The decision by the University of Memphis to oppose plans for an on-campus stadium felt suspiciously like a well-scripted three-act play.

In the end, the script called for the athletic committee of the Board of Visitors to weigh the merits of the university’s first on-campus stadium and recommend against it. Then, it called for the recommendation to be presented to the university president who accepted and supported it while delivering a speech on academic priorities.

It all felt a little too pat.

Half A Loaf

It was the worst-kept secret on the U of M campus that the administration was lobbying the board of visitors to oppose the stadium proposal, and in the end, the athletic committee of the Board of Visitors unsurprisingly reflected the position of the university administration.

In its final recommendation, the blue-ribbon board of school supporters tried to give all sides half a loaf: Yes, we would love to have an on-campus stadium, but no, not now. In other words, it was a craftily written “no way no how” position.

Unfortunately, we think the feasibility study laid out a practical way to build a stadium, but from the beginning, it appeared that there was nothing that could be done to get administration officials on board with the project.

Holding Pattern

According to athletic director R. C. Johnson, “rather than just say no, there was a feeling of ‘Let’s just wait for a while and see how things go’ and then move forward from now.”

It’s the sort of political statement that belies a simple fact of life. If the university gets into a holding pattern, city government will refurbish the Liberty Bowl and the pressure on U of M to support that facility will keep the U of M there for decades.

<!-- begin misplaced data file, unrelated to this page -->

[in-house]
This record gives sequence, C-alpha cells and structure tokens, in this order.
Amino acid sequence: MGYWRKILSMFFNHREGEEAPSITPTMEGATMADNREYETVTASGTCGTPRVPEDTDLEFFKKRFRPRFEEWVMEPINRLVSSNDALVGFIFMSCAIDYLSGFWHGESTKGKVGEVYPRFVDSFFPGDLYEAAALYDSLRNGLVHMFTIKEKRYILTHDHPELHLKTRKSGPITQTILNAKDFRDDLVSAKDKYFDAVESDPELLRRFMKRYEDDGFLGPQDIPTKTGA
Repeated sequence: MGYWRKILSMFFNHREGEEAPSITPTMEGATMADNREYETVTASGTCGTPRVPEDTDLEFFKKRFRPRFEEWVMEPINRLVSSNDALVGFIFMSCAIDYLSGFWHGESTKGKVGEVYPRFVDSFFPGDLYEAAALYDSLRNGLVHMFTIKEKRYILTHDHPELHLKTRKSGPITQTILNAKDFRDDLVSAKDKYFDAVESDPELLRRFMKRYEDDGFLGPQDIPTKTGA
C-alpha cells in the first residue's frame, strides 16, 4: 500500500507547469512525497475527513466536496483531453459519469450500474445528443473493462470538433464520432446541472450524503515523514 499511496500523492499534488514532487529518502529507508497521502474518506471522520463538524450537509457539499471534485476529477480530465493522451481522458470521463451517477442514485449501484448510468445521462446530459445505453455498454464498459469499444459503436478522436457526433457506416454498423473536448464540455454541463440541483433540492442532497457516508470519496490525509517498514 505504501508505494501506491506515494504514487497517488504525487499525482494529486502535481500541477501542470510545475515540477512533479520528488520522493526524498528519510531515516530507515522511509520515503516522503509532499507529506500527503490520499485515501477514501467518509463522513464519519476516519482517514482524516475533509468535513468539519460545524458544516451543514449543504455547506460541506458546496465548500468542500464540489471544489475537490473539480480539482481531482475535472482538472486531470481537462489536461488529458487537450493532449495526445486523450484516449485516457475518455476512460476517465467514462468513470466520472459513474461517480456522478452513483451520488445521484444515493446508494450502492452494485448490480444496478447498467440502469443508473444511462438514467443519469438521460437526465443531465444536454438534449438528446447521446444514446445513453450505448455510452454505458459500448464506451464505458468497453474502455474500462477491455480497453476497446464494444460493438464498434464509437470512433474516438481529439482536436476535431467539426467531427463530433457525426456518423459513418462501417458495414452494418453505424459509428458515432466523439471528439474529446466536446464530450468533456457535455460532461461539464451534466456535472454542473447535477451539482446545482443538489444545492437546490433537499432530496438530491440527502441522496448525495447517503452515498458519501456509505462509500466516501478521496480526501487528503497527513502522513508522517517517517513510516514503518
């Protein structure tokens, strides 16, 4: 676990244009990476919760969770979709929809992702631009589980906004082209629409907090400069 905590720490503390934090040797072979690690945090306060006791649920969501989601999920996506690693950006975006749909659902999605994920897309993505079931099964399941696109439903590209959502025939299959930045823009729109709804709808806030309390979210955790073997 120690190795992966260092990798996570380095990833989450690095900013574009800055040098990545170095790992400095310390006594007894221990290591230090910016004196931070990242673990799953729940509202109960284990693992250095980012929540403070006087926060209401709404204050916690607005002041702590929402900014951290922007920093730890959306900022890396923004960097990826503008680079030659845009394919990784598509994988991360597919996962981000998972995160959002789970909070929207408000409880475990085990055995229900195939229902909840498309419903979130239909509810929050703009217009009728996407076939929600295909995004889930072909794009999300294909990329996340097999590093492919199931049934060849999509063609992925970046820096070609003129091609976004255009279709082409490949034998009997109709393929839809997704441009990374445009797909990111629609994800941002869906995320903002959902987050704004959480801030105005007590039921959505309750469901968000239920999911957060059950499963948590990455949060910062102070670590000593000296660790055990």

It’s a familiar position for our university, because for decades, it has set aside its own institutional needs in order to support local governments’ investments in arenas and stadia. By the way, the university has no more obligation to build a stadium that meets city government’s needs than local government had when it added 3,000 more seats in The Pyramid than the U of M wanted or needed.

Extra Effort

Meanwhile, President Shirley Raines said that unmet construction needs for academic buildings should be the university’s priority. We can’t imagine that there’s anybody that would disagree with that, but funds for a stadium and funds for academic buildings come from different sources.

Rather than simply throw up questions about the feasibility of the sponsorship amounts and the feasibility report assumptions, it seems worth the extra effort to really find out if there is the potential to put together a financing plan and potential commitments needed to build a stadium.

On balance, it’s hard to argue with on-campus stadium booster Harold Byrd that this is a golden opportunity that may not come again soon. It really doesn’t seem like a waste of time to see if he and other stadium advocates can put the money together.

More Than Victories

We admit that on some of our most pragmatic days, we are drawn to the idea that our university should simply get out of the football business. Our version of successful seasons are built on victories over no-name teams and comes with inconsequential bowl appearances.

That said, it doesn’t take much to see the benefits in other universities from on-campus stadia. That’s why it’s about more than victories on the field, but also about increased vibrancy for our urban university campus and building bonds with fans by bringing them to the university.